Honoring first responders who serve Clackamas County
Right as he sat down at the brunch to thank first responders for their service last week, Clackamas firefighter Kerry Owen's crew was called out of the Oregon City Christian Church on an alarm at a local elementary school.
Owen was able to return about 15 minutes later after reminding students against pulling a fire alarm when there isn't an actual fire. As he sat down to eat his now-cold eggs, he said he didn't mind eating food at room temperature and had become used to it.
The Sept. 11 incident highlighted the everyday sacrifices that first responders go through in order to serve the community, putting themselves in daily danger and discomfort even if they never have to make the ultimate sacrifice. In addition to the now third-annual event at OC Christian Church for about 100 local first responders, the Patriot Day Remembrance at Red Soils in Oregon City celebrated its second anniversary last week.
U.S. flags across the country are flown at half-staff to honor Patriot Day, which President George W. Bush signed into law as an annual remembrance of those who were injured or died on Sept. 11, 2001. In 2009 President Obama expanded the commemoration to recognize it as a National Day of Service and Remembrance.
In Oregon City last week, National Day of Service and Remembrance events paid special tribute to local firefighters. Clackamas County's Red Soils event called out the Happy Valley firefighters who have won international awards this year for their heroism in saving a woman from a house fire last year. Clackamas Fire was among the many agencies that sent firefighters to last summer's Eagle Creek fire and managed to save the historic Multnomah Falls Lodge.
The Red Soils event also recognized Portland Fire Lt. Peter St. John, who made the quick decision to enter the building and pull the alarms prior to a 2016 gas explosion, which resulted in the safe evacuation of everyone. Clackamas County Commissioner Ken Humberston recognized the 19 firefighters who were killed in an Arizona wildfire in 2013, the greatest loss of U.S. firefighters since 9/11.
The event began by remembering how on Sept. 11, 2001, more than 2,800 citizens, 343 New York firefighters, 60 New York Police Department and Port Authority police officers, and eight private emergency medical personnel died.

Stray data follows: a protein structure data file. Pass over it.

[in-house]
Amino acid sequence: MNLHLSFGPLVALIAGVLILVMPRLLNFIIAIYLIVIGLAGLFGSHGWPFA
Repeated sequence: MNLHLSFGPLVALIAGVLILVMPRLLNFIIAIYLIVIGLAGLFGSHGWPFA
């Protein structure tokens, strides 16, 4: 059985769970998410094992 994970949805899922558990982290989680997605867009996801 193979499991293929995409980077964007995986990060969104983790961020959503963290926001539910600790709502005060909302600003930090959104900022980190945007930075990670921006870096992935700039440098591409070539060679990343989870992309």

Last year, the Red Soils event recognized the military on the fifth anniversary of the Benghazi attack. Next year, law enforcement will be recognized.
Retired U.S. Navy Lt. Commander J.J. Morell served as master of ceremonies at the Red Soils Circle of Honor. Attending the event with more than 100 members of the public were honor guards from Clackamas Fire, Clackamas County Sheriff's Office, Oregon City High School's JROTC, VFW#1324, Oregon City Police Department and Lake Oswego Police Department. State Rep. Mark Meek and the JORTC led the national anthem at the event.
DJ Ruger, a member of the Patriot Day Remembrance event organizing committee and a former commander of the local Veterans of Foreign Wars headquarters in Oregon City, was among those who realized 18 months ago there's nothing for the public in Clackamas County to recognize 9/11.
"To have the second-annual [event] come off as well as it did, that means that this event has staying power and will continue well into the future," Ruger said. "Right away after the event everyone comes up to us and starts planning next year's event."
OC Christian Church member Walt Fitch has organized the other annual event in Oregon City to recognize local police officers and firefighters with a free meal.
"The whole purpose of being here today is to say thank you … to each and every first responder who is here today, police and fire," Fitch said.
Clackamas County commissioners cancelled their regular Tuesday meetings so they could attend the brunch; County Administrator Don Krupp acknowledged that it is "very rare" that commissioners cancel their meetings for an event. None of them were allowed to give speeches, but Fitch read a statement signed by all the county commissioners to thank "everyday heroes" for serving local citizens.
"The health, safety and comfort of our community is enhanced by the professionalism, dedication, resourcefulness and integrity of these individuals, agencies and departments," they wrote. "The dedicated professionals who choose this career truly make a difference. … They are true heroes and deserve our recognition today and every day."
Rep. Kurt Schrader, who was in Washington, D.C., and couldn't attend the brunch, sent a letter for the occasion, hoping that the positive sentiments and respect for first responders "remain at the surface of everyone's consciousness" not just on Sept. 11. Schrader said it is because of first responders' "tireless work" that we have the luxury of living with our families in comfort and safety.
"It is a humbling experience to be in the presence of first responders and to acknowledge the often perilous situations they selflessly throw themselves into without hesitation," Schrader wrote. "The professionalism, compassion and dedication embodied by the individuals honored here today are qualities that deserve our praise and gratitude."
Fitch mentioned that "17 years ago on this date, 9/11, not to be confused with the number you call in an emergency, this country was changed by the events that took place on this day."
He recalled a statement that he heard on TV about commentators who were watching New York City's Twin Towers burn:
"You see all those people who are running out of the building? They're regular people," Fitch said. "You see all the people running into the building? They are our heroes."
After the brunch, everyone was invited to tour the fire engine that had just responded to the false alarm at the local elementary school.